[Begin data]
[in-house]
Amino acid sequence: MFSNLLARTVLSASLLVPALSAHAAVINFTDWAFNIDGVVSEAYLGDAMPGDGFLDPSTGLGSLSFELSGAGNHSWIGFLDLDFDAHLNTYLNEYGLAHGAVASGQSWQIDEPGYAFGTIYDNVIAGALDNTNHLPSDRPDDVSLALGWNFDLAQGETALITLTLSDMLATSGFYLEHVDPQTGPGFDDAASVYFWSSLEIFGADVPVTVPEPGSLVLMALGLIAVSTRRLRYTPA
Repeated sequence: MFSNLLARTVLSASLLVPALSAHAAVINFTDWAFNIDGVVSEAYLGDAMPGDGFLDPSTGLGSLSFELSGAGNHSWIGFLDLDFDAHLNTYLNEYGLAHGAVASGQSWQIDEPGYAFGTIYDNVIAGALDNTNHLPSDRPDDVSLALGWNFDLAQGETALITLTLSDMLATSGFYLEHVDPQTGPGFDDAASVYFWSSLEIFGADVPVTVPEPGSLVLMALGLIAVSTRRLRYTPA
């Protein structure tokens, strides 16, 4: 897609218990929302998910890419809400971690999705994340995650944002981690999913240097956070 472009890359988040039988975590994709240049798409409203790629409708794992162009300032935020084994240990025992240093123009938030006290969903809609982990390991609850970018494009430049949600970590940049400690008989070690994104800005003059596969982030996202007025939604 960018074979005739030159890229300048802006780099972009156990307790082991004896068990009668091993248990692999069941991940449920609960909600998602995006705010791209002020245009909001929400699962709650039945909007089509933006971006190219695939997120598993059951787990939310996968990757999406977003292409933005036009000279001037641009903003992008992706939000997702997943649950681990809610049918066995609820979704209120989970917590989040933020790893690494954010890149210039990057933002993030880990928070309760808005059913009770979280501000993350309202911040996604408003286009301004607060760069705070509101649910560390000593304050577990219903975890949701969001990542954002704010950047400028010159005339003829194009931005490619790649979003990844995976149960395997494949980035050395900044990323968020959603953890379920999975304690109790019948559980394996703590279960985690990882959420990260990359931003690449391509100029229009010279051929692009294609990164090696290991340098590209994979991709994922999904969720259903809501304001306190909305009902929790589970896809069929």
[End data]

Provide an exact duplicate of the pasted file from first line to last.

[in-house]
Amino acid sequence: MFSNLLARTVLSASLLVPALSAHAAVINFTDWAFNIDGVVSEAYLGDAMPGDGFLDPSTGLGSLSFELSGAGNHSWIGFLDLDFDAHLNTYLNEYGLAHGAVASGQSWQIDEPGYAFGTIYDNVIAGALDNTNHLPSDRPDDVSLALGWNFDLAQGETALITLTLSDMLATSGFYLEHVDPQTGPGFDDAASVYFWSSLEIFGADVPVTVPEPGSLVLMALGLIAVSTRRLRYTPA
Repeated sequence: MFSNLLARTVLSASLLVPALSAHAAVINFTDWAFNIDGVVSEAYLGDAMPGDGFLDPSTGLGSLSFELSGAGNHSWIGFLDLDFDAHLNTYLNEYGLAHGAVASGQSWQIDEPGYAFGTIYDNVIAGALDNTNHLPSDRPDDVSLALGWNFDLAQGETALITLTLSDMLATSGFYLEHVDPQTGPGFDDAASVYFWSSLEIFGADVPVTVPEPGSLVLMALGLIAVSTRRLRYTPA
């Protein structure tokens, strides 16, 4: 897609218990929302998910890419809400971690999705994340995650944002981690999913240097956070 472009890359988040039988975590994709240049798409409203790629409708794992162009300032935020084994240990025992240093123009938030006290969903809609982990390991609850970018494009430049949600970590940049400690008989070690994104800005003059596969982030996202007025939604 960018074979005739030159890229300048802006780099972009156990307790082991004896068990009668091993248990692999069941991940449920609960909600998602995006705010791209002020245009909001929400699962709650039945909007089509933006971006190219695939997120598993059951787990939310996968990757999406977003292409933005036009000279001037641009903003992008992706939000997702997943649950681990809610049918066995609820979704209120989970917590989040933020790893690494954010890149210039990057933002993030880990928070309760808005059913009770979280501000993350309202911040996604408003286009301004607060760069705070509101649910560390000593304050577990219903975890949701969001990542954002704010950047400028010159005339003829194009931005490619790649979003990844995976149960395997494949980035050395900044990323968020959603953890379920999975304690109790019948559980394996703590279960985690990882959420990260990359931003690449391509100029229009010279051929692009294609990164090696290991340098590209994979991709994922999904969720259903809501304001306190909305009902929790589970896809069929």